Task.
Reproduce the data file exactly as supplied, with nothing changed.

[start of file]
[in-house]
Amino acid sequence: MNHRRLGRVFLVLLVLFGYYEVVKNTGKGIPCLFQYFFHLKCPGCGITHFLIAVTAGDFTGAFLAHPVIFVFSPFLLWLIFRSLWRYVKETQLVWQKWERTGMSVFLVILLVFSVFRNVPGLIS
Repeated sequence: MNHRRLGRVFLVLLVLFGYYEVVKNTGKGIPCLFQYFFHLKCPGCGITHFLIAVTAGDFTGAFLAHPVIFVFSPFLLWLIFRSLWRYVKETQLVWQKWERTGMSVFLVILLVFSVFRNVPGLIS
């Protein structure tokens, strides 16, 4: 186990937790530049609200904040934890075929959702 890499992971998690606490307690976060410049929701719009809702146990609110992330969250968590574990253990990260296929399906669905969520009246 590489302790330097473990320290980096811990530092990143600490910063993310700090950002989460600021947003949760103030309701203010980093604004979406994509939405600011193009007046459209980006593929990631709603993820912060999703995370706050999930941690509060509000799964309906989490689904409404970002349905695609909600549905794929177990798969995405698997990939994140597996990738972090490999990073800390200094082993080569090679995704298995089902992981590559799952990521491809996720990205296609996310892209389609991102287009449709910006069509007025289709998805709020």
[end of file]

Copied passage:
[in-house]
Amino acid sequence: MNHRRLGRVFLVLLVLFGYYEVVKNTGKGIPCLFQYFFHLKCPGCGITHFLIAVTAGDFTGAFLAHPVIFVFSPFLLWLIFRSLWRYVKETQLVWQKWERTGMSVFLVILLVFSVFRNVPGLIS
Repeated sequence: MNHRRLGRVFLVLLVLFGYYEVVKNTGKGIPCLFQYFFHLKCPGCGITHFLIAVTAGDFTGAFLAHPVIFVFSPFLLWLIFRSLWRYVKETQLVWQKWERTGMSVFLVILLVFSVFRNVPGLIS
């Protein structure tokens, strides 16, 4: 186990937790530049609200904040934890075929959702 890499992971998690606490307690976060410049929701719009809702146990609110992330969250968590574990253990990260296929399906669905969520009246 590489302790330097473990320290980096811990530092990143600490910063993310700090950002989460600021947003949760103030309701203010980093604004979406994509939405600011193009007046459209980006593929990631709603993820912060999703995370706050999930941690509060509000799964309906989490689904409404970002349905695609909600549905794929177990798969995405698997990939994140597996990738972090490999990073800390200094082993080569090679995704298995089902992981590559799952990521491809996720990205296609996310892209389609991102287009449709910006069509007025289709998805709020």